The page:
Memorial Field was to get an added bonus. On Wednesday, August 14, the new field's lighting system was dedicated. The project was installed by the Giant Manufacturing Co., of Council Bluffs, Iowa, for $7,600.00. Sixty units mounted on twelve poles created 180,000 watts of lighting which, by using larger lamps, was increased to 235,000 watts. The field was billed as being one of the best lighted fields in Nebraska. This initial lighting system served the park for nearly 40 years. By the time the grass infield was completed in 1947, Memorial Field was considered one of the best, if not the best field in Nebraska. That same field still serves Kearney today.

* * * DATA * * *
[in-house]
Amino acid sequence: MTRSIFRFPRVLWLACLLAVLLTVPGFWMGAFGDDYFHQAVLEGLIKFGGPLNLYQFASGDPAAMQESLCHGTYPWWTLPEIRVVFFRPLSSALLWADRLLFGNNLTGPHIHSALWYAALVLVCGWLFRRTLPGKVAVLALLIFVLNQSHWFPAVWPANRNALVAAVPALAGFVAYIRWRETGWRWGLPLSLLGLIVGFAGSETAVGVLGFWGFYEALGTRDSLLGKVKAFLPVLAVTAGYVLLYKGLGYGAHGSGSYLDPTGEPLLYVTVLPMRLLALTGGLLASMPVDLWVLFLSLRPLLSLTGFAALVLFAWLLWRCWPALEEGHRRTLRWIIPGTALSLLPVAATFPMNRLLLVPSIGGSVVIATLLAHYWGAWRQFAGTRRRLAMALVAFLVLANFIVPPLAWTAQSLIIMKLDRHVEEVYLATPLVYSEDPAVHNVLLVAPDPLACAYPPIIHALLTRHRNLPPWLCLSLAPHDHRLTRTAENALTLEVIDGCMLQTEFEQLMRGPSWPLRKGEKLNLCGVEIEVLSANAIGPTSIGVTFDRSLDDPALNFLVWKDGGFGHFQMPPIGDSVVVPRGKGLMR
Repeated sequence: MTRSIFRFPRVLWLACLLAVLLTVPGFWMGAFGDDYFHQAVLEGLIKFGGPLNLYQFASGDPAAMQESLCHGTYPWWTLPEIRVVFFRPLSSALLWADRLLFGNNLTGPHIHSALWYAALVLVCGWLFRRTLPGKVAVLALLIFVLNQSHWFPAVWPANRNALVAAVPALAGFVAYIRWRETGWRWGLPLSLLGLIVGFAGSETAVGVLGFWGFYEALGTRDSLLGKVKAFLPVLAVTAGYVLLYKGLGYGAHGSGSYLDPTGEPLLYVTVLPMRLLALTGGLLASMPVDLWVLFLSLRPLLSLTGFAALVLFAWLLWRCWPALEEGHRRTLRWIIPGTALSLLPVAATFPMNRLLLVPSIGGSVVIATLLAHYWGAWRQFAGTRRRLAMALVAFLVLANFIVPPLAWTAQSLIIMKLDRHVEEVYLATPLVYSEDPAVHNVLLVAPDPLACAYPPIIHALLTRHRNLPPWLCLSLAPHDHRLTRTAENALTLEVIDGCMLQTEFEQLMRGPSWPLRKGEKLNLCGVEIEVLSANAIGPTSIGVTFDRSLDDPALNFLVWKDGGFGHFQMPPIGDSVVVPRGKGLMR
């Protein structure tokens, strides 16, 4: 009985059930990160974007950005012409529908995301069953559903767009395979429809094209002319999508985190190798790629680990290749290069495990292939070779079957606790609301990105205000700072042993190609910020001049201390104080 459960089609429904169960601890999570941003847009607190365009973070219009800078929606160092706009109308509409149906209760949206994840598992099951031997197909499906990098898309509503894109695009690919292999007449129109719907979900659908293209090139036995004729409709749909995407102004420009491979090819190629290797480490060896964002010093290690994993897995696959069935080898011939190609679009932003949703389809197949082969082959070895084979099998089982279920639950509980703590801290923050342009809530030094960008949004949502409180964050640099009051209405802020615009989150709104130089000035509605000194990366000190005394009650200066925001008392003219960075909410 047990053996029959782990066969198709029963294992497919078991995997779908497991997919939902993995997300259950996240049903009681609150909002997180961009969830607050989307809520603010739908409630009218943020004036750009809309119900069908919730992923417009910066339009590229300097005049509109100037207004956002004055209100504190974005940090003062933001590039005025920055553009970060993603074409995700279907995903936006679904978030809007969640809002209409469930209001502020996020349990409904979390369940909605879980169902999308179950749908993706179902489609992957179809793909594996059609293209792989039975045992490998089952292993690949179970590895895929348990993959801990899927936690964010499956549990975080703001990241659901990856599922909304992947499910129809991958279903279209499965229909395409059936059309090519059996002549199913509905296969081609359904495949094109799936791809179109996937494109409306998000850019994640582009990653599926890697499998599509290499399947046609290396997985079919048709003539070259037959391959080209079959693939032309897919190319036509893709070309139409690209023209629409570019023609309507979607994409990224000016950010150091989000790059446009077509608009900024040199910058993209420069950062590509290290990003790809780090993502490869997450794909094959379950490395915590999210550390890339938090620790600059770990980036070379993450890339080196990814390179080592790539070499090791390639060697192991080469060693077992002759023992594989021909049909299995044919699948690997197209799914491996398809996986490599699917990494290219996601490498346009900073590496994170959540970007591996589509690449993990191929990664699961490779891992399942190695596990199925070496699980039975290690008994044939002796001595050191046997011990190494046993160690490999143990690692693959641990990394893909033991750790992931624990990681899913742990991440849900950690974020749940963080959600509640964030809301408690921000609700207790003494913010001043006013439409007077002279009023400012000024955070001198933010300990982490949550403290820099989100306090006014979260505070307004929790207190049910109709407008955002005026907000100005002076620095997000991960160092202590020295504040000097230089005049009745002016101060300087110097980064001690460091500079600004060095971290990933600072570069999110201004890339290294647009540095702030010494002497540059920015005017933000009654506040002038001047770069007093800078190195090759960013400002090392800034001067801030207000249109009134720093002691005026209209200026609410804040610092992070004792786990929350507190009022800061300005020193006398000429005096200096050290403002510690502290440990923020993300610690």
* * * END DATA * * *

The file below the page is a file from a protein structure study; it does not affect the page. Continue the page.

Another aspect of the 1946 season needs to be addressed before discussing the players, and that aspect is the sportswriting. Howard Baxter, who incidentally was a renowned softball pitcher in his own right, wrote a column entitled "The McCoy" for the Kearney Hub. Baxter, who had been writing sports for the Hub for nearly ten years, was a knowledgeable baseball man and a staunch supporter of the Irishmen, but more important he was a student of human nature and did an excellent job of capturing the personality of the individual players and projecting these personalities into the drama of Kearney baseball. Nicknames, cliches, and little personal insights always tempered with a sense of justice made Howard Baxter a favorite of fans and players, but his overriding concern was always with the truth. For example when an umpire was physically assaulted by a manager in Hastings and the umpire-in-chief refused to take charge of the situation, Baxter went directly to the rule book to point out his negligence without personally reprimanding the individual. When rhubarbs occasionally erupted on the field Baxter would always weigh both sides of the argument. He was not a finger pointer. His columns are invaluable to anyone who is interested in the Kearney sports scene in 1946-1947.